“OK,” said Jim. “When you tell it like that’s it’s pretty short.”
“Jesus,” said Bob. “What did you do?”
“It took us most of a morning to get off the bed,” said Jim. “but then we realised that London was open, and we just had to get to work.”
Bob said, “I mean—”
Beverley said, “What did we do to get cursed?” She shrugged. “Didn’t help when we should have.” She shrugged again.
“Jesus,” said Bob.
“We’re not really religious,” said Beverley.
“Nah, we practice the dark arts, am I right?” Jim slapped his thigh. “Stock markets, get it?” He chuckled.
“The money keeps us in this apartment,” said Beverly. “I guess that’s the one blessing. Maybe the curse was not so bad after all. I tell you though, the Dolls House Emporium has fashion sense from the eighties.” She plucked at her clothes.
“The eighties is coming back,” said Bob. He was feeling queasy. Their tiny voices and their obvious imprisonment in the apartment—what did they do, jump on the keyboards to type?—were making him nauseous.
“He’s a character,” said Jim to Beverley.
“Huh,” said Beverly. “So you’re next door, huh? The guy always fighting with his girlfriend?”
“Uh, she’s not my—”
“You know anything about damaged parcels?”
“Now, Bev,” said Jim.
“No,” said Bob. “I don’t know anything about that.” Fighting with his girlfriend? She fought with him, more like. And offloaded her cat. He gave an elaborate shrug. “This city, you know.”
“A load of equipment was busted,” said Beverly. “We had to wait to get a fresh delivery. You sure you didn’t kick our parcels along the hall?” She stuck her hands on her hips and glared at Bob.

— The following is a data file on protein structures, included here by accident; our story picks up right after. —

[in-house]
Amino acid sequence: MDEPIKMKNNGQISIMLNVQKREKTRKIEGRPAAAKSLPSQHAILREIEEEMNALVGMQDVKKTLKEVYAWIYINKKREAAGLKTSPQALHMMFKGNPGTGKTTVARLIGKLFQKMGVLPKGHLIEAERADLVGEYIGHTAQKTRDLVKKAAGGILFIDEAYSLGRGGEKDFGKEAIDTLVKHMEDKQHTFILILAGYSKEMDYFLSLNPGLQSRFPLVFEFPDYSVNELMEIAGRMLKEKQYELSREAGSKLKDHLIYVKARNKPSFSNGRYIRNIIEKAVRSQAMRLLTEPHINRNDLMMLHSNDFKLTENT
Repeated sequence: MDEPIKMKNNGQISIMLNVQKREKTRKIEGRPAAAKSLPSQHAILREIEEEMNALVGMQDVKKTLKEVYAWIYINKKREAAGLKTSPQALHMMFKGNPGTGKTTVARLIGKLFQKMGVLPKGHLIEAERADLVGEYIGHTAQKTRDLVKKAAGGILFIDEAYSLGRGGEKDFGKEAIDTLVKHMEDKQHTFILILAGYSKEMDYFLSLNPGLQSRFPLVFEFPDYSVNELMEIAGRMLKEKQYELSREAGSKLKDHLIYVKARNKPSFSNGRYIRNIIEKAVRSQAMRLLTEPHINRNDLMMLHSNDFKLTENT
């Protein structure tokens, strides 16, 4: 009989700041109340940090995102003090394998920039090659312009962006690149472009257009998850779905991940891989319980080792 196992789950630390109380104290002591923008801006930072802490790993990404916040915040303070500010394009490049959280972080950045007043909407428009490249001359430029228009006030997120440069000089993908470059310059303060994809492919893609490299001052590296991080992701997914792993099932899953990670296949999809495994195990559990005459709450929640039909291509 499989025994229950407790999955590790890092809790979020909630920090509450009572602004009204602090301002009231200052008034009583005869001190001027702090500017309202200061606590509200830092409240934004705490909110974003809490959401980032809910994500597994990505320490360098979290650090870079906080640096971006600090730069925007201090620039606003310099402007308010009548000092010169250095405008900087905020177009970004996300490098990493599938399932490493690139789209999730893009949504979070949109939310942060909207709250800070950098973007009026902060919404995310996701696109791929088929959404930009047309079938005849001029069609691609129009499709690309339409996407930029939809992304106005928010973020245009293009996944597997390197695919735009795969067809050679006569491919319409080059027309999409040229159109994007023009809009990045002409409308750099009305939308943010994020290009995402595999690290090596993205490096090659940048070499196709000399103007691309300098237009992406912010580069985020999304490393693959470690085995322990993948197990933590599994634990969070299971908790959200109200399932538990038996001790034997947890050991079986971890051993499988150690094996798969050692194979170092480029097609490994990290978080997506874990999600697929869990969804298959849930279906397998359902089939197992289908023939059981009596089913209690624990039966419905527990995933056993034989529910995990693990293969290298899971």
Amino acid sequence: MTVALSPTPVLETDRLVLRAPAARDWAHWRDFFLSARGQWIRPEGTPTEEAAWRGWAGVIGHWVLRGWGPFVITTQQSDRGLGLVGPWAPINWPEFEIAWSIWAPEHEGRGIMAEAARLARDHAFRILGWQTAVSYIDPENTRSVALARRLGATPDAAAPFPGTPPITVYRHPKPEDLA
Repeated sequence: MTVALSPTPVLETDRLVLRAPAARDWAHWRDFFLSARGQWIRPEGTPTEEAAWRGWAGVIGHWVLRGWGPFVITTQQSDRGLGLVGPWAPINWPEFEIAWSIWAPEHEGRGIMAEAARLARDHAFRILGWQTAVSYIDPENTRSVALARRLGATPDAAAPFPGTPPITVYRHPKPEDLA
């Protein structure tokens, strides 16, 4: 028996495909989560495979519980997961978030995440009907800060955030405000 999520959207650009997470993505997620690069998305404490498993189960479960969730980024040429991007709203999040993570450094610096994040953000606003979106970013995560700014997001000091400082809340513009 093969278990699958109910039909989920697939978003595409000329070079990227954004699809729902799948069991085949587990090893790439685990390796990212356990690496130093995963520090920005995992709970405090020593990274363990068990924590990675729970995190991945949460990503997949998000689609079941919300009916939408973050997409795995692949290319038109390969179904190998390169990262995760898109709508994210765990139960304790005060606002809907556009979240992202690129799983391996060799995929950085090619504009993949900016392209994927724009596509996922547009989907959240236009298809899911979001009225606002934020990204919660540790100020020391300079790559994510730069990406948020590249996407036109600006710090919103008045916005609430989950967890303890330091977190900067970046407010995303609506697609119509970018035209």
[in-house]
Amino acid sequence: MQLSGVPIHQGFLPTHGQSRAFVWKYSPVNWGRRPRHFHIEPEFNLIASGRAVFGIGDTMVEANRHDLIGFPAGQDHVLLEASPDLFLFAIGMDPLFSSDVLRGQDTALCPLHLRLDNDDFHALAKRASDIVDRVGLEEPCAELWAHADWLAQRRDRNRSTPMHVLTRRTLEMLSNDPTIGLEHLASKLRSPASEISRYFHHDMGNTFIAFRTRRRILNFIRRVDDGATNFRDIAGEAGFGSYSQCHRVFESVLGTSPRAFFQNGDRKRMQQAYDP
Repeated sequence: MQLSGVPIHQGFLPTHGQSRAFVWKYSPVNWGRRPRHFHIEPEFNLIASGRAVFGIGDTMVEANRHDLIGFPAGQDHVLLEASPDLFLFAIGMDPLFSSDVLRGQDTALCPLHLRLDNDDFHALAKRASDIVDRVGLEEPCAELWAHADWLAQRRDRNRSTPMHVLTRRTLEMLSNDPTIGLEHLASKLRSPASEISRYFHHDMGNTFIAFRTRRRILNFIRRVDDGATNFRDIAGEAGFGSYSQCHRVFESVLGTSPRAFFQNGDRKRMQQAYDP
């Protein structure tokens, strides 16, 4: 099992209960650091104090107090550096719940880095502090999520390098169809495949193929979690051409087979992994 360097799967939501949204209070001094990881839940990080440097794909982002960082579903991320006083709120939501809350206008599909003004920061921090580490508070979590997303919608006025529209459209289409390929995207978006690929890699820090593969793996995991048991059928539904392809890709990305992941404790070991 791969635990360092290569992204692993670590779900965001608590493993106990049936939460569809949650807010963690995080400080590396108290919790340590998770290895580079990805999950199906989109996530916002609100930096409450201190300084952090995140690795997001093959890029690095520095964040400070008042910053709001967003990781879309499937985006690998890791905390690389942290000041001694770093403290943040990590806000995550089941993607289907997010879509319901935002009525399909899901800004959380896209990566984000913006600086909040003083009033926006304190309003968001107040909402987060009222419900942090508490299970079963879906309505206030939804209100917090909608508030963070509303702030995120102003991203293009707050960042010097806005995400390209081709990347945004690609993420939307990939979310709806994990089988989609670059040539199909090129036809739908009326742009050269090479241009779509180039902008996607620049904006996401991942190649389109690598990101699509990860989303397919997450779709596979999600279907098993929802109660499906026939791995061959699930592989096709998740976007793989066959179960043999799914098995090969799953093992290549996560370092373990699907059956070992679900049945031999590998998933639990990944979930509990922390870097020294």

“No,” said Bob. He glared back.
“Fine,” said Jim. “Well, London’s open. Nice to meet you.”
Bob grunted. This place was giving him the creeps. He drained his coffee cup and put it up on a high counter.
Jim and Beverly exchanged looks.
“I’m sorry about the parcel thing,” Beverly said. “Just we are kind of stuck, here. It would be nice if you could lend us a hand some time. Maybe—pick up that redelivery I mentioned?” She bent and shoved a card the size of a surfboard, to her, across the kitchen table.
“That would really help us out,” said Jim.
Bob hesitated. They were miniature, sure, and they were screwed by the curse, sure, but they were bankers. Didn’t the bankers screw everybody? “Sure,” he said, and took the card. When he was outside, he balled it up and tossed it on the floor.
Bob woke late, feeling hungover. He hadn’t had that much beer, just enough to drown the memory of going next door and finding freaks in the kitchen.
The covers were over his face. He hated that. His ex hadn’t minded—called it cosy—but it drove him crazy. He fought with the sheet for a while and eventually threw it aside.
The ceiling seemed really far away. So did the nightstand.
He sat up in a hurry.
He was small. Small like Jim and Beverly. Small like a person who has been . . . cursed.
Had they done it, the evil freaks?
He was going to go round there and punch Jim’s tiny lights out. At least now it would be a fair fight.
That was it. He would ring his ex, she’d come and help him. And he would threaten to expose Jim and Beverley, tell the world what they’d done, sue them—they must be rich, right?—and if they didn’t help him, pronto, he’d tell his ex to get the vacuum out.
First, the phone.
He clambered to where his phone lay on his enormous pillow, and in a series of laborious skids across the touch screen, dialed his ex. She would pick up and come right over. It was the least she could do.
He stood by the giant slab of the phone, and at the other end of the line, it rang, and rang.
The bed juddered, sending quakes through the mattress. Bob stumbled in a fold of the sheet, and fell. He got up, cursing, and turned back to the phone. Then he stopped, and became very still. A rippling burr of satisfaction filled the air, along with a scent of cheap catmeat. And resting on the phone, claws easing into the attack position, was an enormous ginger paw.